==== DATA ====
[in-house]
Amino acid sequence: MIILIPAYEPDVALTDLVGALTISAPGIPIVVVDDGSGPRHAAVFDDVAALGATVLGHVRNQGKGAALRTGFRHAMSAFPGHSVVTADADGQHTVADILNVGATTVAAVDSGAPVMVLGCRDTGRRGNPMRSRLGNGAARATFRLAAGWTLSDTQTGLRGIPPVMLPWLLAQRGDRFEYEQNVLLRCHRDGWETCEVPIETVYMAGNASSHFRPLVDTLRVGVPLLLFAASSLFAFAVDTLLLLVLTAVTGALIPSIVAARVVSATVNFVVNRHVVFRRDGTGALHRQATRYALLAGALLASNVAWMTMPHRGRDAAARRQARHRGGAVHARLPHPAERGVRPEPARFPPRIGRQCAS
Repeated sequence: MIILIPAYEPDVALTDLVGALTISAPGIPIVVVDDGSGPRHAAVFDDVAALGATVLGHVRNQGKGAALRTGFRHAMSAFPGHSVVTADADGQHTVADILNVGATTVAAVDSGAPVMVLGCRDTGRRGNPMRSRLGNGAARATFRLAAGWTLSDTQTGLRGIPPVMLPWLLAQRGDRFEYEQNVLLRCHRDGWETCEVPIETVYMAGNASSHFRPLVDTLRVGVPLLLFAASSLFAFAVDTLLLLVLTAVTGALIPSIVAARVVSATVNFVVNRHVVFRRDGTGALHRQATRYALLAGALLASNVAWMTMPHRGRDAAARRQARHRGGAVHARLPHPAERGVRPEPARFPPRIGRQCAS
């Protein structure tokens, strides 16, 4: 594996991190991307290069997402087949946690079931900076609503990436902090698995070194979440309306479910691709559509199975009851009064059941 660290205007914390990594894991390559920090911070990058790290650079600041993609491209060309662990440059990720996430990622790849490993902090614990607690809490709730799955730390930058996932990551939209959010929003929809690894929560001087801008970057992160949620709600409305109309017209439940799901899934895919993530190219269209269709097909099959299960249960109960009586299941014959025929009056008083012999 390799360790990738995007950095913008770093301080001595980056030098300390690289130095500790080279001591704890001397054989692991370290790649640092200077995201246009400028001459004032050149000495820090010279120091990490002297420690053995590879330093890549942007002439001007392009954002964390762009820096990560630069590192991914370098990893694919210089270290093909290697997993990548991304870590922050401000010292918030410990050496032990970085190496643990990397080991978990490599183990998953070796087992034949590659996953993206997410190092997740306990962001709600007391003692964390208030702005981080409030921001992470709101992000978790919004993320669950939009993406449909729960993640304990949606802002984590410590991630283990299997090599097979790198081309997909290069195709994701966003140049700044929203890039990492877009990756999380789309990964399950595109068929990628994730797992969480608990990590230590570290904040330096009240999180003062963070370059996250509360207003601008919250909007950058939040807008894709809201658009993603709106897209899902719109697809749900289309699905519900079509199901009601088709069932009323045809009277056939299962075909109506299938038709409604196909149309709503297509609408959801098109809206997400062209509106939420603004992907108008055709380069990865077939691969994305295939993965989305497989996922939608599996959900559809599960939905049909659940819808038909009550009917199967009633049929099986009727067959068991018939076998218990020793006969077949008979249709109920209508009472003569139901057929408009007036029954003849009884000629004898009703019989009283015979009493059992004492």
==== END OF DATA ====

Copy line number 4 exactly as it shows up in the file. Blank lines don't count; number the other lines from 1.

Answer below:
């Protein structure tokens, strides 16, 4: 594996991190991307290069997402087949946690079931900076609503990436902090698995070194979440309306479910691709559509199975009851009064059941 660290205007914390990594894991390559920090911070990058790290650079600041993609491209060309662990440059990720996430990622790849490993902090614990607690809490709730799955730390930058996932990551939209959010929003929809690894929560001087801008970057992160949620709600409305109309017209439940799901899934895919993530190219269209269709097909099959299960249960109960009586299941014959025929009056008083012999 390799360790990738995007950095913008770093301080001595980056030098300390690289130095500790080279001591704890001397054989692991370290790649640092200077995201246009400028001459004032050149000495820090010279120091990490002297420690053995590879330093890549942007002439001007392009954002964390762009820096990560630069590192991914370098990893694919210089270290093909290697997993990548991304870590922050401000010292918030410990050496032990970085190496643990990397080991978990490599183990998953070796087992034949590659996953993206997410190092997740306990962001709600007391003692964390208030702005981080409030921001992470709101992000978790919004993320669950939009993406449909729960993640304990949606802002984590410590991630283990299997090599097979790198081309997909290069195709994701966003140049700044929203890039990492877009990756999380789309990964399950595109068929990628994730797992969480608990990590230590570290904040330096009240999180003062963070370059996250509360207003601008919250909007950058939040807008894709809201658009993603709106897209899902719109697809749900289309699905519900079509199901009601088709069932009323045809009277056939299962075909109506299938038709409604196909149309709503297509609408959801098109809206997400062209509106939420603004992907108008055709380069990865077939691969994305295939993965989305497989996922939608599996959900559809599960939905049909659940819808038909009550009917199967009633049929099986009727067959068991018939076998218990020793006969077949008979249709109920209508009472003569139901057929408009007036029954003849009884000629004898009703019989009283015979009493059992004492």